Politics and policy
Tamarind, roads authority case set for October 2
Posted Wednesday, July 4 2012 at 20:07
Parties embroiled in a suit over the intended demolition of up- market apartments in Mombasa to pave way for a by-pass have been ordered to file written submissions.
High Court judge Francis Tuiyott on Wednesday directed Tamarind Village Ltd and the Kenya Urban Roads Authority (Kura) to file, exchange, and serve their submissions before the case is mentioned on October 2.
The court stopped Kura from demolishing the multi-million- shilling estate to pave way for construction of a bridge.
Tamarind Village claimed that the property on which the estate and a restaurant sit was legally acquired.
In March, Nairobi judge Justice Mohammed Warsame issued orders restraining Kura from interfering with the property on plot numbers 755 and 4/6.
Kura had claimed that private developers including Tamarind Village Ltd had grabbed a road reserve at English Point in Mkomani area, Mombasa, and that the buildings were marked for demolition.
However, Tamarind Village said it had occupied the land for the past 20 years on the strength of two title deeds that prove ownership.
The firm claimed that the government’s move amounted to compulsory acquisition yet the State had not engaged Tamarind in negotiations as is required by the law. The firm argued that its tenants would suffer irreparable loss and damage.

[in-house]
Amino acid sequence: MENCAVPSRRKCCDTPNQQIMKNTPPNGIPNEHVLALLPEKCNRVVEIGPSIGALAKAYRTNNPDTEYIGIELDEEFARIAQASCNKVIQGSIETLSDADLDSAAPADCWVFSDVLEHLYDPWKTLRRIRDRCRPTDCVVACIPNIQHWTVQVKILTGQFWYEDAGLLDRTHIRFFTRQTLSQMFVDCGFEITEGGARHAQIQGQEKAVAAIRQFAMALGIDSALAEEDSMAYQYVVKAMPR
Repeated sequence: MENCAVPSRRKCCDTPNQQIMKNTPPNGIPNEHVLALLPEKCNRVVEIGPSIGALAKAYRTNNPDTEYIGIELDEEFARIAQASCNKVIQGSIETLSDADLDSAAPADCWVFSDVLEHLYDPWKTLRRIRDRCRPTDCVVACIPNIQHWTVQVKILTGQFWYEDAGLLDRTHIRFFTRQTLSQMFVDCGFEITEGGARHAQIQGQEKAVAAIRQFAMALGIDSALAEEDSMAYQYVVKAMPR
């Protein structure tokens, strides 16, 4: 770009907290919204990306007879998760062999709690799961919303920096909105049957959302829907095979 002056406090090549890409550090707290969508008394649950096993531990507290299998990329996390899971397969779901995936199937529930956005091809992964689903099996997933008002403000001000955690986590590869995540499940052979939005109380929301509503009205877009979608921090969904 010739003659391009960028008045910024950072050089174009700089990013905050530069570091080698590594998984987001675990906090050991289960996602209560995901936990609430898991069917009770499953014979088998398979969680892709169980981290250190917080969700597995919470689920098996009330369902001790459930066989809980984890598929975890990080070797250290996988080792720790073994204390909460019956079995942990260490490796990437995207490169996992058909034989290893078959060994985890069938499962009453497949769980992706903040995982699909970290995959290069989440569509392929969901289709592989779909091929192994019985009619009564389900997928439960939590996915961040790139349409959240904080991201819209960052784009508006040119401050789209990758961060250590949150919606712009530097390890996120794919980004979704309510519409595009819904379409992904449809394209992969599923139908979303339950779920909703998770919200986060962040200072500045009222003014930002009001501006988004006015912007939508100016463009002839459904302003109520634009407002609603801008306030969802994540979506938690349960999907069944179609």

In response, Roads ministry permanent secretary Michael Kamau said that any transactions on the road reserve, located on the mainland side of the old Nyali Bridge, were unlawful.
Mr Kamau described transactions on the plots of land in dispute as irregular and a manifestation of the culture of land grabbing.
He said the government planned to establish a bridge on the spot where the old floating Nyali Bridge that linked Mombasa mainland to the island used to be.
Mr Kamau said that entities claiming to hold title deeds to the land in question were doing so against public interest.
The PS said that the history of the bridge dated back to an agreement signed on October 9, 1929 between Nyali Ltd and the colonial government.
He said that the government allowed Nyali Ltd to build the bridge connecting the Island to the mainland.
Pursuant to the agreement, Mr Kamau said, Nyali Ltd erected the bridge and created reserve land of up to 30 metres wide on either side.
Upon termination of the concession agreement, he said, the road reserve reverted to the government.